Thursday, December 20, 2018

Monster Manual Taxonomy

A comment by Gus L of the now-dormant Dungeon of Sighs (though he recently started a new blog, I don't have the link at hand), led me to think about scientific classification of D&D monsters. Not useful for much perhaps, but a fun line of thought. I decided on the rules I would follow on the thought experiment and made several G plus posts along these lines, and got some good suggestions, some of which I incoporated in what follows.

Bulette (Geocacharias sp.)
Bulettes are part of family of cingulate mammalsVelocifodiens.

True Giants
Gigans is a genus of hominins with several extant species: 
G. horridus (hill giants), G. troglodytes (stone giants), G. gelidus (frost giants), G. igneus (fire giants), G. nubicolus (cloud giants), G. tempestatis (storm giants). Tentative identifications not completely accepted: fog giants (G. nebulosus) and mountain giants (G. rancens)

Cobalus is the genus of the goblinoids. They may be a separate subtribe (Cobalina) of hominins. Known species include:
C. cobalus  (goblins), C. bellatorius  (hobgoblins), C. terribilis (bugbears), C. prodigiosus (nilbogs), and C. armatus (norkers)* 

*[Thanks to Paul V for this one.]


Anne said...

He's recently opened up "All Dead Generations"

Dan said...

I love fantasy naturalist stuff like this. Embracing it leads to all sorts of nature-documentary weirdness.

Gus L said...

Personally I'm conflicted. On one hand I find your latin names and taxonomy charming and funny ... but on the other hand I have this angst about Positivist fantasy settings. Linnaean taxonomy is thoroughly rooted in the Enlightenment and refined well into Modernity. It would work neatly for a setting of a similar sort of epoch but in much 'D&D Fantasy' there's this tendency to ignore the weird beauty of the Medieval mind (e.g. the philosophically based Aristotelian taxonomy - which leads ultimately to Borges' fictional "Chinese Encyclopedia") in favor of a faux modernity. To my mind it's the sort of thing that leads to players trying to sell "Continual Light Lamps" and Magic Carpet air taxi services. I find this sort of thing painful - like the way every Inn in a setting is an 18th century English Coaching Inn. I am likely thinking about this too much.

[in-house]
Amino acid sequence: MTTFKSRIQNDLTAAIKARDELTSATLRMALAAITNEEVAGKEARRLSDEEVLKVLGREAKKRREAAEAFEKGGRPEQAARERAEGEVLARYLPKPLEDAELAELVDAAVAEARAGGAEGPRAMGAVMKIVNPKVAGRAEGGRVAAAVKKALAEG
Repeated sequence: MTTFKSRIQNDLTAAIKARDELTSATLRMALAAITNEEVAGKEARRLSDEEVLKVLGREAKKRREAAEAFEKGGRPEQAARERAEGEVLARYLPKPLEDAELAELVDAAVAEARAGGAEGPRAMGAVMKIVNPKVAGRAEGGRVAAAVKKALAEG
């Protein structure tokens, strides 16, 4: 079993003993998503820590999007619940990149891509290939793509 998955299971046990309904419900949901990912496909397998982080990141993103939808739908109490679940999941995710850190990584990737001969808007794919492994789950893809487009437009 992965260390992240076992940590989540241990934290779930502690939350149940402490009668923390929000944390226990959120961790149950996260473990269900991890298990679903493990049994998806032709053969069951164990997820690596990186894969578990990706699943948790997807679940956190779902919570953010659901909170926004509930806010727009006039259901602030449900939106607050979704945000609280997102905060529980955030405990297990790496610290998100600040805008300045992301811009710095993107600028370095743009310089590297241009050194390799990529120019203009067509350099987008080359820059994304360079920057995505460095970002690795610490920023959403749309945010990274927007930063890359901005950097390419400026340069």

Trey said...

@Gus - I understand. I have a few thoughts: I like Medieval, pre-Enlightenment stuff as much as the next guy, but I don't really see that stuff actually leveraged in games all that often. The Great Wheel cosmology is the most Ptolemaic thing Gygax ever did and people can't wait to jettison it for "planes as planets." Then, of course, modern thought pervades the way people interact with the game in all sorts of ways. I do think you can have fantasy walk hand in hand with more modern mindsets (this is what I tried to do with Weird Adventures, and think I succeeded at), but I think you have to work to make the world fantastic. Most D&D settings, despite their strict adhere to pre-modern trappings are in sensibility more like TV Westerns with swords.

The other thing is, I don't necessarily intend that this nomenclature be used in-game in every setting or really even any setting. This was sort of done at a fictional remove: people from our world or something similar cataloging a D&D world.

Dragonsdoom said...

LOL @ 'Dungeons of Sighs' - perhaps this contains natural acoustic properties and an air element with sleep apnea?